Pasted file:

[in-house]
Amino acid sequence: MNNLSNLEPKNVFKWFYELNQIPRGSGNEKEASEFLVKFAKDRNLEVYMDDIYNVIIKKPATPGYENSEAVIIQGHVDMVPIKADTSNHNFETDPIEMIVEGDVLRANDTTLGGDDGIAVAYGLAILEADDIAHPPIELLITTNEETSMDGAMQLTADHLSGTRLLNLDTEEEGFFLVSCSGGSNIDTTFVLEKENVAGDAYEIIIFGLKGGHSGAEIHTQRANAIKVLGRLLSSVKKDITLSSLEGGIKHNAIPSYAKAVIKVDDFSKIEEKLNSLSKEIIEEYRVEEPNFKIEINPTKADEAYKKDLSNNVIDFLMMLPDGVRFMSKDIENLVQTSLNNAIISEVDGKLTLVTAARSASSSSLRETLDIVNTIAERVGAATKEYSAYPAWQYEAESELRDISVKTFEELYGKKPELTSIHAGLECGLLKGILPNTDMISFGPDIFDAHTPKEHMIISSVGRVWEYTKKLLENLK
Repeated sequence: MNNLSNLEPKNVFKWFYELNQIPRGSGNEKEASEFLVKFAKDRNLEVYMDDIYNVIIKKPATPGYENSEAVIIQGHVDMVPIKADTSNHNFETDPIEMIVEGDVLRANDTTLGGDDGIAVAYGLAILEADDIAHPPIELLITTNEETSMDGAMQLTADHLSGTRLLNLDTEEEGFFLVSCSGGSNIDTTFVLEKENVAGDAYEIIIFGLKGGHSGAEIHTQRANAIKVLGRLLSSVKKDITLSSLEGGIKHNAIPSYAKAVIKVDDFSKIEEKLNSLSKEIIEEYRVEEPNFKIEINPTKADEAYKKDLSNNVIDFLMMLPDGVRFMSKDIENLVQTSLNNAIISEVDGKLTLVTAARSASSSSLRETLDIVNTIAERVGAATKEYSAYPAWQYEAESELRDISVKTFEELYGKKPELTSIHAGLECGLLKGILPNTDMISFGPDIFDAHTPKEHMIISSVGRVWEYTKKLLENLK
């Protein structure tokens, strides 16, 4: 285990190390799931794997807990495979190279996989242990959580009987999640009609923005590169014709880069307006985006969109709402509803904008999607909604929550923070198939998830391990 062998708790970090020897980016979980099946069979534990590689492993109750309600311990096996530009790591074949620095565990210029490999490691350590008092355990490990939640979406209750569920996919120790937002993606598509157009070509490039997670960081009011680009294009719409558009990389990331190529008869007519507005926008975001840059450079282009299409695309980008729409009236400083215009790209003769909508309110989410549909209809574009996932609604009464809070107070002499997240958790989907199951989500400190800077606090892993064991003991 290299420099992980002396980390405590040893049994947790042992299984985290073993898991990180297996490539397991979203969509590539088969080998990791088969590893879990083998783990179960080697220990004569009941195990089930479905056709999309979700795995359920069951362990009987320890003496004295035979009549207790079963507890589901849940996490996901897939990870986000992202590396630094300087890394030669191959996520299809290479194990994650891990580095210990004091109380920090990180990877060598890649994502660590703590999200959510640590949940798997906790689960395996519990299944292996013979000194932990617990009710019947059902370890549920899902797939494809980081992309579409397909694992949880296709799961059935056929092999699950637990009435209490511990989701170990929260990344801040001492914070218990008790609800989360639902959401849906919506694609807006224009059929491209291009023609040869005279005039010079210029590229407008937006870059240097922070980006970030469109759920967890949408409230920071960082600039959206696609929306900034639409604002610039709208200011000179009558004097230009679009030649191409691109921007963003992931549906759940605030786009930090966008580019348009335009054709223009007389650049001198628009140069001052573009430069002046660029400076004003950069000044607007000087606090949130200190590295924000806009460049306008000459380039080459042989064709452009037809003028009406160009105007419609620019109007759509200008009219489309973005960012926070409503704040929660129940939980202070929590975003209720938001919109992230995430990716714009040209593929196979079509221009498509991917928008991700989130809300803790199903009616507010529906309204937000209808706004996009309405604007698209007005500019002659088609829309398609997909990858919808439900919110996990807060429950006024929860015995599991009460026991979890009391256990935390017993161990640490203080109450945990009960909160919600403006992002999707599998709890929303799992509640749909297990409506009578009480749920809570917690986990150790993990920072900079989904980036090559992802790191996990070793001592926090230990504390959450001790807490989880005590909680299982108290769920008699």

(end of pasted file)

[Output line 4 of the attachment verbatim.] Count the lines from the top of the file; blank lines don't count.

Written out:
């Protein structure tokens, strides 16, 4: 285990190390799931794997807990495979190279996989242990959580009987999640009609923005590169014709880069307006985006969109709402509803904008999607909604929550923070198939998830391990 062998708790970090020897980016979980099946069979534990590689492993109750309600311990096996530009790591074949620095565990210029490999490691350590008092355990490990939640979406209750569920996919120790937002993606598509157009070509490039997670960081009011680009294009719409558009990389990331190529008869007519507005926008975001840059450079282009299409695309980008729409009236400083215009790209003769909508309110989410549909209809574009996932609604009464809070107070002499997240958790989907199951989500400190800077606090892993064991003991 290299420099992980002396980390405590040893049994947790042992299984985290073993898991990180297996490539397991979203969509590539088969080998990791088969590893879990083998783990179960080697220990004569009941195990089930479905056709999309979700795995359920069951362990009987320890003496004295035979009549207790079963507890589901849940996490996901897939990870986000992202590396630094300087890394030669191959996520299809290479194990994650891990580095210990004091109380920090990180990877060598890649994502660590703590999200959510640590949940798997906790689960395996519990299944292996013979000194932990617990009710019947059902370890549920899902797939494809980081992309579409397909694992949880296709799961059935056929092999699950637990009435209490511990989701170990929260990344801040001492914070218990008790609800989360639902959401849906919506694609807006224009059929491209291009023609040869005279005039010079210029590229407008937006870059240097922070980006970030469109759920967890949408409230920071960082600039959206696609929306900034639409604002610039709208200011000179009558004097230009679009030649191409691109921007963003992931549906759940605030786009930090966008580019348009335009054709223009007389650049001198628009140069001052573009430069002046660029400076004003950069000044607007000087606090949130200190590295924000806009460049306008000459380039080459042989064709452009037809003028009406160009105007419609620019109007759509200008009219489309973005960012926070409503704040929660129940939980202070929590975003209720938001919109992230995430990716714009040209593929196979079509221009498509991917928008991700989130809300803790199903009616507010529906309204937000209808706004996009309405604007698209007005500019002659088609829309398609997909990858919808439900919110996990807060429950006024929860015995599991009460026991979890009391256990935390017993161990640490203080109450945990009960909160919600403006992002999707599998709890929303799992509640749909297990409506009578009480749920809570917690986990150790993990920072900079989904980036090559992802790191996990070793001592926090230990504390959450001790807490989880005590909680299982108290769920008699």